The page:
I am so glad people are wising up. I’m Persian, born in the US. I’ve been to Iran several times, last time was 2007. I have been telling people for YEARS: Wait. Do not intervene. The hardliners are shrinking, the youth is something like 80% of the population, and they all like the West. Even most of the middle aged people want a return to a more western culture, and be part of the world (while not giving up all of their Islamic Republic). Mostly, they are sick of a bunch of stupid rules and religious thieves running the country. There are charity boxes lining the street, but everyone says the govt just keeps the money.UPDATE: More thoughts from here:
I knew this was going to happen, but not when. I am glad the US is sitting back and not saying anything. Just sit back, shut up, and watch it happen. If not this time, then next time. When the new govt is in power, extend an olive wreath, GENTLY. They will need to settle in and show their independence first. Iranians are big on independence and respect.
I always tell people the following rules about the Middle east (semi tongue in cheek): they are very independent, and dont like being interfered with. They are very ethical and are big on keeping their word. They are tricky, but will never balls out lie (most of them at least). They like to argue/fight, and have long memories, and are big on honor.
Dont give the hardliners a reason for anything. The second the US does anything, game over.
I see it like this: What the hardliners just did is insult the whole people. They lied to them. They interfered with the voting process. They did this before, but it slid, for various reasons (they are tricky). But now they have been been caught, and people are PISSED. If it fails this time, I guarantee every one of those kids will remember this, and be back for more, the same way Iraqis and Afghanis have their own vendettas for being bombed by the US. Don’t shift the spotlight. Those kids won’t give up until the army is driving around in tanks. Which unfortunately might be really soon. Hopefully the army backs the populace. You’d have to be really dumb, or hardcore religious, to not see how the wind is blowing over there.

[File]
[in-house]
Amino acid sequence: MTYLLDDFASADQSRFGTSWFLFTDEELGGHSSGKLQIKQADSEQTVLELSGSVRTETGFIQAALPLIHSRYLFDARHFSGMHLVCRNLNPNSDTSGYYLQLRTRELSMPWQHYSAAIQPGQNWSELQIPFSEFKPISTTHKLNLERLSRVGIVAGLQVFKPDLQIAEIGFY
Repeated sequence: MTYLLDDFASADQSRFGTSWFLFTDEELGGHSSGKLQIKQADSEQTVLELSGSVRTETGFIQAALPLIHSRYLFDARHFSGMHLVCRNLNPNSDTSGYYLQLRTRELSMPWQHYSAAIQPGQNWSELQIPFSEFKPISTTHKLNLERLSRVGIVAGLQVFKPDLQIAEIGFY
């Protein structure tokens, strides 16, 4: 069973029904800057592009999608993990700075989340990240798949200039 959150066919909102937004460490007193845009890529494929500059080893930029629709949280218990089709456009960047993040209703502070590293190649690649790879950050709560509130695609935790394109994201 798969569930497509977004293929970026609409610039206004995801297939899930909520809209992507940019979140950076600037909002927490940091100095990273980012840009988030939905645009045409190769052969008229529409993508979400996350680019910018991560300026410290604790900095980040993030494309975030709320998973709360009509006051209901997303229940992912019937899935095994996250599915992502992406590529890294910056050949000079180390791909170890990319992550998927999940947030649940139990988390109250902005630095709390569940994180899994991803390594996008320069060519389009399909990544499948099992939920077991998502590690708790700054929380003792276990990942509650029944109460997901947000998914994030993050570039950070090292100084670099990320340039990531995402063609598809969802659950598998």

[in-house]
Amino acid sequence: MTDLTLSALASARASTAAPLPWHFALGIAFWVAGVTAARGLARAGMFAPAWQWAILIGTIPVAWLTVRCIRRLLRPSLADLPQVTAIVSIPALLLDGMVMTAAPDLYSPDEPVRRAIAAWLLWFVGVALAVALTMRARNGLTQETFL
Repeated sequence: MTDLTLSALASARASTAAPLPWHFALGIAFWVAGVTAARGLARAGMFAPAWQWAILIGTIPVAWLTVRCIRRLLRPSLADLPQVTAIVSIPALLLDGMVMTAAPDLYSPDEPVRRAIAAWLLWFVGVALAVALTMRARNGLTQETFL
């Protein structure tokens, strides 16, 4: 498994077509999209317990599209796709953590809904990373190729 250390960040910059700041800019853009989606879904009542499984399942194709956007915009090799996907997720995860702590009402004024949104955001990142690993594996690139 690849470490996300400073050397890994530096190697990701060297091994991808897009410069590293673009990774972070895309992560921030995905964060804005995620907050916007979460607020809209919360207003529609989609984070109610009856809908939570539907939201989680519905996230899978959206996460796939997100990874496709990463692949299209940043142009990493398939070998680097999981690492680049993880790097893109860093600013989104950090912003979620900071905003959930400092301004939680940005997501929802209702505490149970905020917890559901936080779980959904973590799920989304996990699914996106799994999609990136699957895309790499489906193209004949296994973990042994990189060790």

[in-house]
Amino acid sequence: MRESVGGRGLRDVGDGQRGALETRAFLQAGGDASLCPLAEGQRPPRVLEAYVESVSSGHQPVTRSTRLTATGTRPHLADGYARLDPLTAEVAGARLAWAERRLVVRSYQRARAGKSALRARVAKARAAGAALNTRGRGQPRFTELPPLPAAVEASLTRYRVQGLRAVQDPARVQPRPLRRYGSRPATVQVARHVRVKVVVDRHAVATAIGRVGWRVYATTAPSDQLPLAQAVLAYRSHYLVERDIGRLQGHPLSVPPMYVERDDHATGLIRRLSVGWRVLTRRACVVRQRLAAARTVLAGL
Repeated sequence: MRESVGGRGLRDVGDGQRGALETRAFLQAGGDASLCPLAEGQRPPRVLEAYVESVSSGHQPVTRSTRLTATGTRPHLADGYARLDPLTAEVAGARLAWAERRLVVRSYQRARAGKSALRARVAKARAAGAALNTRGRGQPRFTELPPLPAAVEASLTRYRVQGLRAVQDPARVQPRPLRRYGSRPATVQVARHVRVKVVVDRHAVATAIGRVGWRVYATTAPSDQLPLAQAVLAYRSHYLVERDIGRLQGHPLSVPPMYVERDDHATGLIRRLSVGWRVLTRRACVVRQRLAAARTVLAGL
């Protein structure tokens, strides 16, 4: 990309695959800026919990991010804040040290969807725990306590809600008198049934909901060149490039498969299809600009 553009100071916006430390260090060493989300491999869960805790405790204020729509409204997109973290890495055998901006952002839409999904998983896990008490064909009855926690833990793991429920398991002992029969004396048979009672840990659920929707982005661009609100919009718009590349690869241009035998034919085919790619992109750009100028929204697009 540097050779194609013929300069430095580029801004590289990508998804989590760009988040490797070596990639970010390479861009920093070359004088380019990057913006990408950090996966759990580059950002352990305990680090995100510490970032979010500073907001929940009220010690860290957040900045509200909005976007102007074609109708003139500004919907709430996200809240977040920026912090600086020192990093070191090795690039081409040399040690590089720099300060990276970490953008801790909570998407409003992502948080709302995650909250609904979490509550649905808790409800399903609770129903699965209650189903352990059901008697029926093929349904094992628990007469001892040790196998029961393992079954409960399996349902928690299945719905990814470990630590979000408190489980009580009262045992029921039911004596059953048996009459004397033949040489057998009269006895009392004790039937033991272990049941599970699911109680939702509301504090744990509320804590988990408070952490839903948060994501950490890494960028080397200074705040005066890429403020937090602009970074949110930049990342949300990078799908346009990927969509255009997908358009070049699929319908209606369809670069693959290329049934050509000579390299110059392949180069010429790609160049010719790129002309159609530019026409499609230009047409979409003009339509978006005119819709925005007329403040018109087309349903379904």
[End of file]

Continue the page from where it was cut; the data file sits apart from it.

Demonstrators in the streets in Iran today utilize allegations of fraud as the tip of their spear, but what fuels those protests goes beyond the official results of an election. That is even more true of Iran than of other recent examples of this post-electoral dynamic because the terms of the election itself were a farce even before the votes were counted: The Iranian "president" and "parliament" - elected powers - are in the end overruled by a Supreme Leader, his "advisors," his "experts," his "Guardian Council" (Ayatollahs, which is to say fundamentalist religious clergy) and the elected leaders live under their veto power on virtually all matters except for some of style and tone and what to eat for lunch...In short, history is happening right now, and it's not "our" job to do anything about it. I'm thankful those brave kids waited until the neo-cons were out of favor over here to make their stand.
More to the point: The yearnings by those in the streets of Iran today precede and supercede the concerns about yesterday's election results. They are seizing the moment of the election, but this is not really about the election. This is about a much deeper and wider discontent with the theocratic-political system they have lived under for 30 years. The timing of the protests has as much to do with the world's eyes being on Iran at this moment and the quorum of international media reporters that are inside Iran as part of that watch. (It's an advantage that the 1989 protesters at Beijing's Tienanmen Square did not have when their demonstration was cut short by a massacre.) The cost for the Iranian state of resorting to excess violence and brutality to shut down this revolt would, as a result, be much higher to its own goals at home and abroad, than it was for the Chinese regime twenty years ago. In that, the protesters have the system over a barrel.